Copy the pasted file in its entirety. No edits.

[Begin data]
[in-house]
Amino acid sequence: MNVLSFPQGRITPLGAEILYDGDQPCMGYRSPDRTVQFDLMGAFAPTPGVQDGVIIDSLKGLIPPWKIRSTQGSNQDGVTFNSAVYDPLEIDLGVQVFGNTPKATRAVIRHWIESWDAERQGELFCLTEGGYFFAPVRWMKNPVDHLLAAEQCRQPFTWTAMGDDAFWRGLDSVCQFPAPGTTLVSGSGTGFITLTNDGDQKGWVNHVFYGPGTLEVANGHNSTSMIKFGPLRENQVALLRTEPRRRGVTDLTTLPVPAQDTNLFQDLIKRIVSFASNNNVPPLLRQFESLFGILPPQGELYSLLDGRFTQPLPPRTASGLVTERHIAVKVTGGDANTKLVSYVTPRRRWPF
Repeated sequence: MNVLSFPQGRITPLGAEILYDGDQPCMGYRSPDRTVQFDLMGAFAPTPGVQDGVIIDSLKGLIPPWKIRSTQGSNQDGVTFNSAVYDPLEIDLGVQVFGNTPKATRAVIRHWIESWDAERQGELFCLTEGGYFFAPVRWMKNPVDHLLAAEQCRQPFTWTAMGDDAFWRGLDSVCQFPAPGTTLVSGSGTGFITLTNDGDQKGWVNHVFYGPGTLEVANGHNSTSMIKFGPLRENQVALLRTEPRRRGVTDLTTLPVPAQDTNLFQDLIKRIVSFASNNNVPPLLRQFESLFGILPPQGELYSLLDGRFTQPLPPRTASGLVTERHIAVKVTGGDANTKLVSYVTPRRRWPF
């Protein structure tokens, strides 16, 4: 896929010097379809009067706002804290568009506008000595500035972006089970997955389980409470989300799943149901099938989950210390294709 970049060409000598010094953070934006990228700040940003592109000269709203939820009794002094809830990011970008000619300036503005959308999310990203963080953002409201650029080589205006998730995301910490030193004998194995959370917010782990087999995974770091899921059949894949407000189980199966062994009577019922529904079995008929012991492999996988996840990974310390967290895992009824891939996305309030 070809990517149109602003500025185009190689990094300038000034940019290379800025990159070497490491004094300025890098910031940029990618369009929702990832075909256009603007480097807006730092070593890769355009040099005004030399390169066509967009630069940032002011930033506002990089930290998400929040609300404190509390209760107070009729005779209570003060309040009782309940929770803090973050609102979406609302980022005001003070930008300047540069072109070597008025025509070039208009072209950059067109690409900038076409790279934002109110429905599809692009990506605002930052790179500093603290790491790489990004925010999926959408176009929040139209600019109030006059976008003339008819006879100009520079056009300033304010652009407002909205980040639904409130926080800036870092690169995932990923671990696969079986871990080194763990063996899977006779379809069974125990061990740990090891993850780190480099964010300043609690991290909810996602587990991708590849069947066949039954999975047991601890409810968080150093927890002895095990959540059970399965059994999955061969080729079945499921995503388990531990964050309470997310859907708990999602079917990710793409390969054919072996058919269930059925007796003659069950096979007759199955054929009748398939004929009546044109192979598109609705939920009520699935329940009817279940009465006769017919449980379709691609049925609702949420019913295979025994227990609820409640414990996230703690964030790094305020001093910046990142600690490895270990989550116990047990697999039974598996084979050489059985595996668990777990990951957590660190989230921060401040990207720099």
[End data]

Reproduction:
[in-house]
Amino acid sequence: MNVLSFPQGRITPLGAEILYDGDQPCMGYRSPDRTVQFDLMGAFAPTPGVQDGVIIDSLKGLIPPWKIRSTQGSNQDGVTFNSAVYDPLEIDLGVQVFGNTPKATRAVIRHWIESWDAERQGELFCLTEGGYFFAPVRWMKNPVDHLLAAEQCRQPFTWTAMGDDAFWRGLDSVCQFPAPGTTLVSGSGTGFITLTNDGDQKGWVNHVFYGPGTLEVANGHNSTSMIKFGPLRENQVALLRTEPRRRGVTDLTTLPVPAQDTNLFQDLIKRIVSFASNNNVPPLLRQFESLFGILPPQGELYSLLDGRFTQPLPPRTASGLVTERHIAVKVTGGDANTKLVSYVTPRRRWPF
Repeated sequence: MNVLSFPQGRITPLGAEILYDGDQPCMGYRSPDRTVQFDLMGAFAPTPGVQDGVIIDSLKGLIPPWKIRSTQGSNQDGVTFNSAVYDPLEIDLGVQVFGNTPKATRAVIRHWIESWDAERQGELFCLTEGGYFFAPVRWMKNPVDHLLAAEQCRQPFTWTAMGDDAFWRGLDSVCQFPAPGTTLVSGSGTGFITLTNDGDQKGWVNHVFYGPGTLEVANGHNSTSMIKFGPLRENQVALLRTEPRRRGVTDLTTLPVPAQDTNLFQDLIKRIVSFASNNNVPPLLRQFESLFGILPPQGELYSLLDGRFTQPLPPRTASGLVTERHIAVKVTGGDANTKLVSYVTPRRRWPF
């Protein structure tokens, strides 16, 4: 896929010097379809009067706002804290568009506008000595500035972006089970997955389980409470989300799943149901099938989950210390294709 970049060409000598010094953070934006990228700040940003592109000269709203939820009794002094809830990011970008000619300036503005959308999310990203963080953002409201650029080589205006998730995301910490030193004998194995959370917010782990087999995974770091899921059949894949407000189980199966062994009577019922529904079995008929012991492999996988996840990974310390967290895992009824891939996305309030 070809990517149109602003500025185009190689990094300038000034940019290379800025990159070497490491004094300025890098910031940029990618369009929702990832075909256009603007480097807006730092070593890769355009040099005004030399390169066509967009630069940032002011930033506002990089930290998400929040609300404190509390209760107070009729005779209570003060309040009782309940929770803090973050609102979406609302980022005001003070930008300047540069072109070597008025025509070039208009072209950059067109690409900038076409790279934002109110429905599809692009990506605002930052790179500093603290790491790489990004925010999926959408176009929040139209600019109030006059976008003339008819006879100009520079056009300033304010652009407002909205980040639904409130926080800036870092690169995932990923671990696969079986871990080194763990063996899977006779379809069974125990061990740990090891993850780190480099964010300043609690991290909810996602587990991708590849069947066949039954999975047991601890409810968080150093927890002895095990959540059970399965059994999955061969080729079945499921995503388990531990964050309470997310859907708990999602079917990710793409390969054919072996058919269930059925007796003659069950096979007759199955054929009748398939004929009546044109192979598109609705939920009520699935329940009817279940009465006769017919449980379709691609049925609702949420019913295979025994227990609820409640414990996230703690964030790094305020001093910046990142600690490895270990989550116990047990697999039974598996084979050489059985595996668990777990990951957590660190989230921060401040990207720099």